Jump to content
  • Advertisement
Sign in to follow this  
lazyworm

Authentication for a MMO-RPG

This topic is 2999 days old which is more than the 365 day threshold we allow for new replies. Please post a new topic.

If you intended to correct an error in the post then please contact us.

Recommended Posts

Hey,

In a MMO-RPG, how can the server tell a message is sent from my client program but not some 3rd party cheating program?

The immediate idea to me is using a symmetric-key algorithm such as RSA. If this is the right direction, then how can I protect my private key from whom trying to reverse engineering my client program?

Thanks in advance.

Share this post


Link to post
Share on other sites
Advertisement
Quote:
Original post by lazyworm
Hey,

In a MMO-RPG, how can the server tell a message is sent from my client program but not some 3rd party cheating program?

The immediate idea to me is using a symmetric-key algorithm such as RSA. If this is the right direction, then how can I protect my private key from whom trying to reverse engineering my client program?

Thanks in advance.


It would be possible to obfuscate an encryption key within the executable you distribute, and you can certainly make any would-be reverse engineers jump through a bunch of hoops to get to it, but anything you do will be ultimately reversible with time and patience.

Personally, I feel that this is the wrong security approach to take in almost any situation. It would be far more robust and easy to implement to simply put proper server-side checks on all user input. Treat the client software as a hostile entity, assume any input from it could be entirely fabricated, and your system should be protected from most all client-side modifications.

Just my two cents.

Share this post


Link to post
Share on other sites
Quote:
how can the server tell a message is sent from my client program but not some 3rd party cheating program?


Whatever your client can do, a cheat program can do, because the cheat has access to all your client code, and the memory of your running client if need be.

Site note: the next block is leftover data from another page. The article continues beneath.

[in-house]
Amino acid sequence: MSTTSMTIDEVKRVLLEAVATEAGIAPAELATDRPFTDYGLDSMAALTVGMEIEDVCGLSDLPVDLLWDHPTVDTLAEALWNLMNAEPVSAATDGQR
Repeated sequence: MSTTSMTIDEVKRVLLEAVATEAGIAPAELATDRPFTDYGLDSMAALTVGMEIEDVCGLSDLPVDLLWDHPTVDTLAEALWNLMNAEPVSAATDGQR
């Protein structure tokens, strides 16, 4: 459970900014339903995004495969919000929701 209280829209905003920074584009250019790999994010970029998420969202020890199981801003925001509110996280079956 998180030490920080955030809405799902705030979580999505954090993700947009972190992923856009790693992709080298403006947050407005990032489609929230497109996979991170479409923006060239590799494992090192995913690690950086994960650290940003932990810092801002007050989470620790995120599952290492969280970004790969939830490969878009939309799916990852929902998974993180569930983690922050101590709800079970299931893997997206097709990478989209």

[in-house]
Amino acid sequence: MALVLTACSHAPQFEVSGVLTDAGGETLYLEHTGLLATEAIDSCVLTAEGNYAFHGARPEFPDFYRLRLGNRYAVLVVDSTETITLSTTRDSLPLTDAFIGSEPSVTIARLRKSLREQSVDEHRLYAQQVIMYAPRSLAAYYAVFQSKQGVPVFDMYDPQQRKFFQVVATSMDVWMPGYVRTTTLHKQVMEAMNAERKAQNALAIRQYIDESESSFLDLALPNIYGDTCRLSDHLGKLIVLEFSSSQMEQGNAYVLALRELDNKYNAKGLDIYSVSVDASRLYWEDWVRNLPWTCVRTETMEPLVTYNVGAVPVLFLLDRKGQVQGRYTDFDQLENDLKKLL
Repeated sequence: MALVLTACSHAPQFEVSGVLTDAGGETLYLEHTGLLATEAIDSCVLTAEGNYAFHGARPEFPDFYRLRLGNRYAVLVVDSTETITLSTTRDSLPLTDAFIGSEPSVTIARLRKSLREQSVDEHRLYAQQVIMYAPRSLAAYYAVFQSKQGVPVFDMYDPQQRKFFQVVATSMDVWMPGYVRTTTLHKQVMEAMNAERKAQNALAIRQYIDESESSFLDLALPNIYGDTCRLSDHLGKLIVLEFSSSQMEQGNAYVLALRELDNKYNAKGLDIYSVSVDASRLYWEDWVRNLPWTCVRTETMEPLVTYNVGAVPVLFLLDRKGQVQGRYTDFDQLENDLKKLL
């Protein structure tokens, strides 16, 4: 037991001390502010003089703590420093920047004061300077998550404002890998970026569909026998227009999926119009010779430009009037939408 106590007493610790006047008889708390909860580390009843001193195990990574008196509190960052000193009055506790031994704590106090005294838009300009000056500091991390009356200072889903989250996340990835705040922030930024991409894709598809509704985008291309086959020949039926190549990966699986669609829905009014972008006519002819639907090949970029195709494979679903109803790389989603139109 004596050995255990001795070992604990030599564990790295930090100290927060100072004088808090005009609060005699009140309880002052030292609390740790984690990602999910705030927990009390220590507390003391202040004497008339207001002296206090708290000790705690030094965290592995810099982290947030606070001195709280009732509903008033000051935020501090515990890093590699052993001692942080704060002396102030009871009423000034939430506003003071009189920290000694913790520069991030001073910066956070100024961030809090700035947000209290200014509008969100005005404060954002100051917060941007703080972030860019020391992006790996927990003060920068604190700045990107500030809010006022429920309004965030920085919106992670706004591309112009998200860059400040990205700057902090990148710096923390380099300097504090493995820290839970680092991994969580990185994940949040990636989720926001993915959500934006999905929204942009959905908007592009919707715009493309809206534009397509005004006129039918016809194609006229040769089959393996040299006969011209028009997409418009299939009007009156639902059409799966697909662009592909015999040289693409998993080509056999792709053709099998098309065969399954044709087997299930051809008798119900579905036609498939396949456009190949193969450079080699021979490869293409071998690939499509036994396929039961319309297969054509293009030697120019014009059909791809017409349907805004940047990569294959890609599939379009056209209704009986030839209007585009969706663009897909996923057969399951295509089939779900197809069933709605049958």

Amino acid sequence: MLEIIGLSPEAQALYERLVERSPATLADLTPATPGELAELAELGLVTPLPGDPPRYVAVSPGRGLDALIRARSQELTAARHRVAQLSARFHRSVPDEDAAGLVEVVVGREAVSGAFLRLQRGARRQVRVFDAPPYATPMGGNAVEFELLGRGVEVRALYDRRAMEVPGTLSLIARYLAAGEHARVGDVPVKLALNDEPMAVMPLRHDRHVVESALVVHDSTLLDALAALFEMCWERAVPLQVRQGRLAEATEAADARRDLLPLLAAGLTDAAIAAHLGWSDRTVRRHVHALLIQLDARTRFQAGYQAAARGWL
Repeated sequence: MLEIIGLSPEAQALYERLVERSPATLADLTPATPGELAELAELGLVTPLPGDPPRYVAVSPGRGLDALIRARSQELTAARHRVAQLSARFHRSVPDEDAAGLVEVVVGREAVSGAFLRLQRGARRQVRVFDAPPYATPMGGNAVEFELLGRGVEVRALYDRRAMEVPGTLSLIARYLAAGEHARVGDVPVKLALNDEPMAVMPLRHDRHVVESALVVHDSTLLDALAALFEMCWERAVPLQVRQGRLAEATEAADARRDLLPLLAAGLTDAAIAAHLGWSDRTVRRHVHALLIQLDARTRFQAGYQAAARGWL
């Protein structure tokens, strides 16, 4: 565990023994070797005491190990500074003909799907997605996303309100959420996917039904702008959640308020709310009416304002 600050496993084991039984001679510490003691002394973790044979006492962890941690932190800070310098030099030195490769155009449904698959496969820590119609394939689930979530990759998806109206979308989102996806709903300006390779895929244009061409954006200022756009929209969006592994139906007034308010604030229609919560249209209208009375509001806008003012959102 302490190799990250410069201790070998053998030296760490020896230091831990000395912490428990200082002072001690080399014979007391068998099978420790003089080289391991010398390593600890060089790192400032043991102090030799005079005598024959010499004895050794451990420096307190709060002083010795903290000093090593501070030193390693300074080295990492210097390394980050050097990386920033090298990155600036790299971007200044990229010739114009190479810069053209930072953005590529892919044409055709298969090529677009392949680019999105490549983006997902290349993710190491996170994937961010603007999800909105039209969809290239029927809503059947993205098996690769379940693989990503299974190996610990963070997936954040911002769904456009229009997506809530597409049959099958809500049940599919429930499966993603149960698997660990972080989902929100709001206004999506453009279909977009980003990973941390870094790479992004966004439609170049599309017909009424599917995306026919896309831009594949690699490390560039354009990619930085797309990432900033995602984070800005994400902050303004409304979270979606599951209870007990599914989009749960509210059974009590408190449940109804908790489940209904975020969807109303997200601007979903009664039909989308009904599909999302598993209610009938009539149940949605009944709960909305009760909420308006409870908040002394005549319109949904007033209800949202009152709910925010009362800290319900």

Your job is to design a game where it doesn't matter who sends the packets -- you could open-source your game protocol. All the interesting data is held on the server, and all messages from clients are verified against the rule set on the server. Design the rules so that the human being on the other end is what's rewarded, not some mechanical thing that a cheat program can do. Or, more likely -- if there's something a cheat program can do, then what makes you think that doing the same thing as a human would be fun?

Share this post


Link to post
Share on other sites
Here is what I do:

1. On startup, each client generates a public/private key pair on the fly.

2. Server generates a random symmetric key per client, and encrypts it with the client's public key.

3. Client decrypts using its private key.

This way, each client has its own symmetric key used when communicating with the server. And there isn't a way for eavesdroppers to get the symmetric key from the network.

This helps prevent people from spoofing other clients, and the symmetric key is generally useful to protect other data (for instance, any passwords or personal data sent to or from the client).

As other people have noted, you should still assume each client is malicious and will do its best to hack the server. This encryption approach doesn't help against that. But this approach does help cut down on spoofing attacks where players are attempting to cheat each other.

Share this post


Link to post
Share on other sites
This has the same weakness as Diffie-Hellman. My man in the middle will to this:

1) Intercept client log-in attempt.
2) Remember client public key.
3) Generate new public key to send to server.
4) When server sends data back, decrypt using your generated private key.
5) Re-encrypt for the client using client's public key.

The best way of doing this guard, is to have a known server public key (and a secret server private key). The client generates a random symmetric key, and sends to the server using the server public key. The MitM cannot sniff this key, and further communications can be sent over that channel.
But, it turns out that this is how SSL works, so I suggest you use that rather than invent your own :-)

Without a-priori key exchange, it is impossible to guard against a sophisticated man in the middle.

With a-priori key exchange, it is still impossible to guard against a cheat program that either mucks with the address space of the client, or just loads the client as a DLL and calls the functions it wants from its own address space, or disassembles the code and re-implements the protocol from scratch.

Share this post


Link to post
Share on other sites
Sign in to follow this  

  • Advertisement
×

Important Information

By using GameDev.net, you agree to our community Guidelines, Terms of Use, and Privacy Policy.

We are the game development community.

Whether you are an indie, hobbyist, AAA developer, or just trying to learn, GameDev.net is the place for you to learn, share, and connect with the games industry. Learn more About Us or sign up!

Sign me up!